Performing an HTTP Request in Python
Learn about the basics of HTTP and also about the request library in Python to make different types of requests.
Check out DataCamp's Importing Data in Python (Part 2) course that covers making HTTP requests.
In this tutorial, we will cover how to download an image, pass an argument to a request, and how to perform a 'post' request to post the data to a particular route. Also, you'll learn how to obtain a JSON response to do a more dynamic operation.
- Libraries in Python to make HTTP Request
- Request in Python
- Using GET Request
- Downloading and Saving an image using the Request Module
- Passing Argument in the Request
- Using POST Request
- JSON Response
HTTP stands for the 'HyperText Transfer Protocol,' where communication is possible by request done by the client and the response made by the server.
For example, you can use the client(browser) to search for a 'dog' image on Google. Then that sends an HTTP request to the server, i.e., a place where a dog image is hosted, and the response from the server is the status code with the requested content. This is a process also known as a request-response cycle. You can also look at this article, What is HTTP for a more detailed explanation.
Libraries in Python to make HTTP Request
You'll be using the request library for this tutorial and the command for doing this is below:
# pip install -r requirements.txt
Request in Python
According to Wikipedia, "requests are a Python HTTP library, released under the Apache2 License. The goal of the project is to make HTTP requests simpler and more human-friendly. The current version is 2.22.0"
Using GET Request
GET request is the most common method and is used to obtain the requested data from the specific server.
You need to import the required modules in your development environment using the following commands:
You can retrieve the data from the specific resource by using 'request.get('specific_url')', and 'r' is the response object.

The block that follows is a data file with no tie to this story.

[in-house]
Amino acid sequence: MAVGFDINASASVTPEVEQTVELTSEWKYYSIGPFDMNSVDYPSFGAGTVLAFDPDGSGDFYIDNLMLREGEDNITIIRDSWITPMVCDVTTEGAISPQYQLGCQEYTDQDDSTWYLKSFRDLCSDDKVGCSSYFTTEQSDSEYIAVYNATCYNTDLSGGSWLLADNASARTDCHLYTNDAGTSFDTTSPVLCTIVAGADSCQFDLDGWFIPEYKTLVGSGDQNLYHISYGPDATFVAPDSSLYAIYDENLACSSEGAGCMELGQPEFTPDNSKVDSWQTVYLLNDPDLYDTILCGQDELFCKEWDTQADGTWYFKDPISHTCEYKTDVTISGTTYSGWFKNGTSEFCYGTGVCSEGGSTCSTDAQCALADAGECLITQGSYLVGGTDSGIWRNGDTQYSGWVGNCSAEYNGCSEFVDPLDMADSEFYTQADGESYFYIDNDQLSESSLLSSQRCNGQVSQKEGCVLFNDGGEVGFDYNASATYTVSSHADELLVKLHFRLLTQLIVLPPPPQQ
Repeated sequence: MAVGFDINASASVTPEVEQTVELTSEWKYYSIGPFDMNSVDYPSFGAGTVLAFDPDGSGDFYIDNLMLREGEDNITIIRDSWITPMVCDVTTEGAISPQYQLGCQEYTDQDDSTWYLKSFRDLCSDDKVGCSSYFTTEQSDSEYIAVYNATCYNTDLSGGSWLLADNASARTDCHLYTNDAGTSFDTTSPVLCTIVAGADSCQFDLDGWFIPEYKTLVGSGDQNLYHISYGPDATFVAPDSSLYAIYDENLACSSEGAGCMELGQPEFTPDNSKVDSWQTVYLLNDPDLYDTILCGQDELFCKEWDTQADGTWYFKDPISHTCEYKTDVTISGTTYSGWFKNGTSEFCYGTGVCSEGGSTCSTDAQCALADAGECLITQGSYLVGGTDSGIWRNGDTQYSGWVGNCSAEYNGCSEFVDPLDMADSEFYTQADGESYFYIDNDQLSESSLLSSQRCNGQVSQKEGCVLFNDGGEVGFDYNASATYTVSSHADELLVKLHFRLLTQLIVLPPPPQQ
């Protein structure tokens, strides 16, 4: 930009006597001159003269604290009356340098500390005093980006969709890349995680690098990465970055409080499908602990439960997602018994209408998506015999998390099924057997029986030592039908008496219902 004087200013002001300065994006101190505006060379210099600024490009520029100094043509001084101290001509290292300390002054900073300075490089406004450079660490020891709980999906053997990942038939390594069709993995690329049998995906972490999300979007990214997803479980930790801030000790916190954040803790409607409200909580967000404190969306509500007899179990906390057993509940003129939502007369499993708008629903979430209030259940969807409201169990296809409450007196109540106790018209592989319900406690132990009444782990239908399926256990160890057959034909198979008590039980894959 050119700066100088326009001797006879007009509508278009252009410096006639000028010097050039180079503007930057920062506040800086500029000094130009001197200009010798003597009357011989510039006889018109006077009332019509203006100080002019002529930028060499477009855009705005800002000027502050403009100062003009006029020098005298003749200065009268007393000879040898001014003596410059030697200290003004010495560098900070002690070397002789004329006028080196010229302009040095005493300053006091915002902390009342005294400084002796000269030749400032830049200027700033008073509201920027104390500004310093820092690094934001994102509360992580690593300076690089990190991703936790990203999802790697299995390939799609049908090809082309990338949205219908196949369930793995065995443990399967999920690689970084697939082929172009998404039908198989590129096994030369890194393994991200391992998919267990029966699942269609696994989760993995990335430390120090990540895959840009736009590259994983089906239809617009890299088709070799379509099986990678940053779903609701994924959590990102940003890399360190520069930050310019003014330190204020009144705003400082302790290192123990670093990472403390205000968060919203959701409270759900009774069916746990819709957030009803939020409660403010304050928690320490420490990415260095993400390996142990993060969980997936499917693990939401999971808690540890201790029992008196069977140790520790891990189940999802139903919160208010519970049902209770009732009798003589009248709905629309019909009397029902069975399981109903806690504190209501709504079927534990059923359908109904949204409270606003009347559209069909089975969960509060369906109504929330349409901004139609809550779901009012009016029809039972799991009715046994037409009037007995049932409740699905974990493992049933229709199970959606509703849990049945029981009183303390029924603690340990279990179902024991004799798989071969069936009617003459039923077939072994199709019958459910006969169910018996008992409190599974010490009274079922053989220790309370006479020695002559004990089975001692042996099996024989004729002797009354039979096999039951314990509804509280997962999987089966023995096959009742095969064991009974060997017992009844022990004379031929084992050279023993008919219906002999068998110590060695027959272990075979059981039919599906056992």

According to Wikipedia, "Status codes are issued by a server in response to a client's request made to the server.". There are lots of other status codes and detailed explanations that can be found here: HTTP Status Code.
However, the two most common status code is explained below:
After running the above code you can see the status code is '200' which is 'OK,' and a request is successful.
You can view the response headers by using '.headers.' where it returns the Python Dictionaries. They return a lot of additional information containing the case insensitive name with resources types along with the server name, version, etc., and are also included with the code shown below.
The vital information obtained in the above code is the Server name as 'Apache', content type, Encoding, etc.
You can see above the type of content of the header by using 'content-type' which is case insensitive, meaning that 'Content-Type' would also give the same result.
You can get the HTML text of a page by using '.text.' where the request can decode any content automatically from the server, and it is in a Unicode form with the code below:
You can get an entire page of HTML and parsing can be done by the help of HTML parser.
'<!DOCTYPE html> <html> <head> <link href="http://www.smbc-comics.com/comiccontrol/defaultstyles.css?=2" rel="stylesheet" type="text/css"> <link rel="shortcut icon" href="http://www.smbc-comics.com/favicon.ico" type="image/x-icon" /> <meta http-equiv="Content-Type" content="text/html; charset=utf-8"/> <link rel="shortcut icon" href="http://www.smbc-comics.com/favicon.ico" type="image/x-icon"> <link rel="icon" href="http://www.smbc-comics.com/favicon.ico"> ...
Downloading and Saving an Image Using Request module
You need to import the module, i.e., using the requests command in your local computer and 'receive' the response object with the 'request.get.' along with the image URL to be download as done below.
import requests receive = requests.get('https://imgs.xkcd.com/comics/making_progress.png')
with open(r'graphics/comic1.png','wb') as f: f.write(receive.content)
You can see the 'with' statement above helps to manage the file stream using the with open function where the required path specifies for doing a specific operation, 'r' which converts the normal string to a raw string. I.e., all of the characters need to remain the same where the location of a local computer contains '' in C:\Users\Dell\Desktop\comics\image5.png' needs to be preserved and should not be escaped. The mode for opening is 'wb' which is writing the files in a binary way, and 'f' is the file object that has to write a function to write the appropriate content, i.e., downloading the required image.
The final code for downloading and saving an image using the request module is the following:
import requests receive = requests.get('https://imgs.xkcd.com/comics/making_progress.png') with open(r'graphics/comic1.png','wb') as f: f.write(receive.content)